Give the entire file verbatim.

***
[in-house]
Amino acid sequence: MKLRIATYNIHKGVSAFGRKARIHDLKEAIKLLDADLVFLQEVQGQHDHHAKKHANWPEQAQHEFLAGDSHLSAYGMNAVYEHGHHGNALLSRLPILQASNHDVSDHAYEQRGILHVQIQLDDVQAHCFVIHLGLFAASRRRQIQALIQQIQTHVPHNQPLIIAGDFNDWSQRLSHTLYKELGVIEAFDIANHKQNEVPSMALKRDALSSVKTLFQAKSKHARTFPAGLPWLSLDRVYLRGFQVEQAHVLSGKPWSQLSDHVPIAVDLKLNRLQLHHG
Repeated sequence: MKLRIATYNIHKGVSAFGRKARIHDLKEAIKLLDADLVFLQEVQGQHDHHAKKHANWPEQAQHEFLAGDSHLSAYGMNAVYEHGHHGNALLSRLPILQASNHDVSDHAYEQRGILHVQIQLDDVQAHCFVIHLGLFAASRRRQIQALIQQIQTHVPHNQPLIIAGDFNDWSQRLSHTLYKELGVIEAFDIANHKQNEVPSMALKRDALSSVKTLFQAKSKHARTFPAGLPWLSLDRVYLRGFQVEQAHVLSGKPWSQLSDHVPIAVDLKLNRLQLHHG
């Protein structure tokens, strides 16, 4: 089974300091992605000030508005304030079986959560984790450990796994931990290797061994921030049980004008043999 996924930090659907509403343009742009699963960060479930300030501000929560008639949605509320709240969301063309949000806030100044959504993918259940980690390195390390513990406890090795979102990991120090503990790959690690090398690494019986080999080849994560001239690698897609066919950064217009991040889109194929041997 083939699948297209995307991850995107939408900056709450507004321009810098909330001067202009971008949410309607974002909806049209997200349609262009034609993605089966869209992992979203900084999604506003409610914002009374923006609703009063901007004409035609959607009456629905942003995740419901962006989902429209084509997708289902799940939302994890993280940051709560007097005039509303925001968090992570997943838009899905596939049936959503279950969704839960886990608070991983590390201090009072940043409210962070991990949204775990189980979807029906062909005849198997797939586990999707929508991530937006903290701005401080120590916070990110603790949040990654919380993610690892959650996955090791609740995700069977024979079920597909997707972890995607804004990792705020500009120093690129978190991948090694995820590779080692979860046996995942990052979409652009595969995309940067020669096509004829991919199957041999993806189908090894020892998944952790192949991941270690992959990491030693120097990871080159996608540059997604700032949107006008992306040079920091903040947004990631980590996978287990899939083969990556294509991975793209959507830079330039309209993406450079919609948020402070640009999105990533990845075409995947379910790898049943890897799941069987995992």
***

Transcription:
[in-house]
Amino acid sequence: MKLRIATYNIHKGVSAFGRKARIHDLKEAIKLLDADLVFLQEVQGQHDHHAKKHANWPEQAQHEFLAGDSHLSAYGMNAVYEHGHHGNALLSRLPILQASNHDVSDHAYEQRGILHVQIQLDDVQAHCFVIHLGLFAASRRRQIQALIQQIQTHVPHNQPLIIAGDFNDWSQRLSHTLYKELGVIEAFDIANHKQNEVPSMALKRDALSSVKTLFQAKSKHARTFPAGLPWLSLDRVYLRGFQVEQAHVLSGKPWSQLSDHVPIAVDLKLNRLQLHHG
Repeated sequence: MKLRIATYNIHKGVSAFGRKARIHDLKEAIKLLDADLVFLQEVQGQHDHHAKKHANWPEQAQHEFLAGDSHLSAYGMNAVYEHGHHGNALLSRLPILQASNHDVSDHAYEQRGILHVQIQLDDVQAHCFVIHLGLFAASRRRQIQALIQQIQTHVPHNQPLIIAGDFNDWSQRLSHTLYKELGVIEAFDIANHKQNEVPSMALKRDALSSVKTLFQAKSKHARTFPAGLPWLSLDRVYLRGFQVEQAHVLSGKPWSQLSDHVPIAVDLKLNRLQLHHG
């Protein structure tokens, strides 16, 4: 089974300091992605000030508005304030079986959560984790450990796994931990290797061994921030049980004008043999 996924930090659907509403343009742009699963960060479930300030501000929560008639949605509320709240969301063309949000806030100044959504993918259940980690390195390390513990406890090795979102990991120090503990790959690690090398690494019986080999080849994560001239690698897609066919950064217009991040889109194929041997 083939699948297209995307991850995107939408900056709450507004321009810098909330001067202009971008949410309607974002909806049209997200349609262009034609993605089966869209992992979203900084999604506003409610914002009374923006609703009063901007004409035609959607009456629905942003995740419901962006989902429209084509997708289902799940939302994890993280940051709560007097005039509303925001968090992570997943838009899905596939049936959503279950969704839960886990608070991983590390201090009072940043409210962070991990949204775990189980979807029906062909005849198997797939586990999707929508991530937006903290701005401080120590916070990110603790949040990654919380993610690892959650996955090791609740995700069977024979079920597909997707972890995607804004990792705020500009120093690129978190991948090694995820590779080692979860046996995942990052979409652009595969995309940067020669096509004829991919199957041999993806189908090894020892998944952790192949991941270690992959990491030693120097990871080159996608540059997604700032949107006008992306040079920091903040947004990631980590996978287990899939083969990556294509991975793209959507830079330039309209993406450079919609948020402070640009999105990533990845075409995947379910790898049943890897799941069987995992």